What was the final straw for you? Was it getting your stuff stolen in Chicago or having to keep up with the pressure of social media?
The pressure of social media isn’t really pressure. The stuff getting stolen in Chicago was actually inspiring. I once broke my leg on tour and it brought everyone together. In a strange way, terrible things can bring people together. I think most of the reason why I want to stop is because of untrustworthy people. I want to do something where I can be good to people and they can be good to me. Touring is hard to control, and the whole process is you fighting for it. We recorded this last album everywhere, and we were doing everything we can to make something work and then you put it in someone else’s hands and they either crush it or shit on it. It’s not all that negative. I probably would have done everything the same, even knowing what I know now just so I could do it, but I just don’t want to do it. I’ve done it a lot. It’s great. I also want to make sure I’m not contractually bound to anything when I think about releasing anything again.
I’ve noticed a lot of indie artists like staying independent because they can do whatever they want and there are ones out there who have had the experience with a label and it crushed them.
Yeah. If we had put out our album on our own, I would have actually made a decent amount of money. Putting it out with them, somehow, everyone loses money and nothing gets done, which is crazy. It’s weird because I may sound negative in a lot of this, but I honestly trust people. I really [trust people] a lot, probably way too much. That’s the problem. If someone is like, “I love what you’re doing. I really want to make this happen. Sign this. No, it’ll be fine.” I’ll never not be naïve about it. ’Cause it’s like, “Yeah, I like it too. I wrote it and it’s fun. I’m excited.”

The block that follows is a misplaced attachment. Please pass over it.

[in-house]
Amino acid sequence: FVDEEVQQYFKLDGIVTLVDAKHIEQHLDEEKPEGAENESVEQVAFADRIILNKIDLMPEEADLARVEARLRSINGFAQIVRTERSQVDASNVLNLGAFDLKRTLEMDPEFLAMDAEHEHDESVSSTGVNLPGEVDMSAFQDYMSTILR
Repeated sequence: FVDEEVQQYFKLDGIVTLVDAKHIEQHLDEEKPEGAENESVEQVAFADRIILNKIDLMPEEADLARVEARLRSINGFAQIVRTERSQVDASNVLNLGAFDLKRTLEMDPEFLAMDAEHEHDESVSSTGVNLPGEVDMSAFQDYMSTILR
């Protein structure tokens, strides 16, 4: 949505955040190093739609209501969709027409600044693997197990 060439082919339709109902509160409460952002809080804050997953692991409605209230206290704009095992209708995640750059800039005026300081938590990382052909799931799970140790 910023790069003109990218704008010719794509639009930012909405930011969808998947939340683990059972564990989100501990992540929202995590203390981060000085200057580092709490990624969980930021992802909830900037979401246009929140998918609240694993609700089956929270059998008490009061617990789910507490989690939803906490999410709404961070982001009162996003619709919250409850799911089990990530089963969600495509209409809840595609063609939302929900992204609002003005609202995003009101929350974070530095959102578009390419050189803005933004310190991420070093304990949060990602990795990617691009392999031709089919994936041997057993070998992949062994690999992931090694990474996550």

While you’re off starting your new life, do you think you’ll still be playing small gigs?
I don’t want to think about it. I only think about playing and not playing. It’s either on or off. I took six or eight months off to travel in Europe around five years ago, which was cool because there was so much to write about from those experiences. I think I just want to focus on the experience that I someday write. I don’t want to push myself to write. That’s when I write the most. I’m kind of tricking myself. When you’re finishing an album and you’re looking for that 11th song and you push too hard, I really liked the way that we worked toward this album, I worked for it for a long time. We released another album under a different band name under Chris’ writing right after that. I think writing and releasing albums that much, but maybe not for a while.
Do you have any advice for younger bands?
No one listens to no one and that’s the problem, which is fine because everyone has to make their own mistakes. The way it should work is this, a label or management or anyone should do something first for you. If they’re not going to do something first for you, find someone else or do it yourself, anyone can do it themselves these days. Unless you know that their heart is into it, it’s just pointless. When there are people with their heart into it, it is really exciting to see a label and a band work in a way that does something. I’ve seen it happen.
I feel it’d be better to be signed to a smaller record label when you’re starting out versus a large one.
Sure. There are a million things. Large record labels, if you have a song on the radio, are great and they can plug in a large system of people and promotion that really works. It all depends. I think that people should be much more suspicious than I have been.